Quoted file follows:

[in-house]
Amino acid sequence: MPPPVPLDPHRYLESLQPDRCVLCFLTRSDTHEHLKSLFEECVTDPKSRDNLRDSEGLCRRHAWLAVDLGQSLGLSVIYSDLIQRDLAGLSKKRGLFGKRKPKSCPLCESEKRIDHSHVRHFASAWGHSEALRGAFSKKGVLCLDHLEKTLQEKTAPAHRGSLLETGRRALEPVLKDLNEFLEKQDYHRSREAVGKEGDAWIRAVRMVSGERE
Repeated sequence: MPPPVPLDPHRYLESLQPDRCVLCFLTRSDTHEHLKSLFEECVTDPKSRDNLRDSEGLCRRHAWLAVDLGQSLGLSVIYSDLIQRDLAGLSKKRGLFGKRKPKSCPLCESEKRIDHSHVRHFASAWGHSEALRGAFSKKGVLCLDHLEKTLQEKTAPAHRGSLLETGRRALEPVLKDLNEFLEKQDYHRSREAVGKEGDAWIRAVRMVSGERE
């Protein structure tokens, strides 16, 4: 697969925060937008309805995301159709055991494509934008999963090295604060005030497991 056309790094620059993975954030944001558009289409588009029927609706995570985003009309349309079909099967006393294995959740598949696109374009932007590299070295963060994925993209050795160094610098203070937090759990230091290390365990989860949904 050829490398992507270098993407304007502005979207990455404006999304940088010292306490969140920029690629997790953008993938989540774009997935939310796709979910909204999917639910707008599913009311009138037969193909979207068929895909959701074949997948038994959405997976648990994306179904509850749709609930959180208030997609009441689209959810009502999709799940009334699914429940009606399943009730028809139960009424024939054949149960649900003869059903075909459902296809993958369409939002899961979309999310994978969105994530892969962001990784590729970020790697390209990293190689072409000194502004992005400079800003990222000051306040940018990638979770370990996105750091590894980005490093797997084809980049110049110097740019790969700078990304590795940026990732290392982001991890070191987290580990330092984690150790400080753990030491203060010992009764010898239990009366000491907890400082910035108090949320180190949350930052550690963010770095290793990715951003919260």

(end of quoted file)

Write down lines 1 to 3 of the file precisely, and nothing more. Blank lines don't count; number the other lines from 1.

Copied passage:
[in-house]
Amino acid sequence: MPPPVPLDPHRYLESLQPDRCVLCFLTRSDTHEHLKSLFEECVTDPKSRDNLRDSEGLCRRHAWLAVDLGQSLGLSVIYSDLIQRDLAGLSKKRGLFGKRKPKSCPLCESEKRIDHSHVRHFASAWGHSEALRGAFSKKGVLCLDHLEKTLQEKTAPAHRGSLLETGRRALEPVLKDLNEFLEKQDYHRSREAVGKEGDAWIRAVRMVSGERE
Repeated sequence: MPPPVPLDPHRYLESLQPDRCVLCFLTRSDTHEHLKSLFEECVTDPKSRDNLRDSEGLCRRHAWLAVDLGQSLGLSVIYSDLIQRDLAGLSKKRGLFGKRKPKSCPLCESEKRIDHSHVRHFASAWGHSEALRGAFSKKGVLCLDHLEKTLQEKTAPAHRGSLLETGRRALEPVLKDLNEFLEKQDYHRSREAVGKEGDAWIRAVRMVSGERE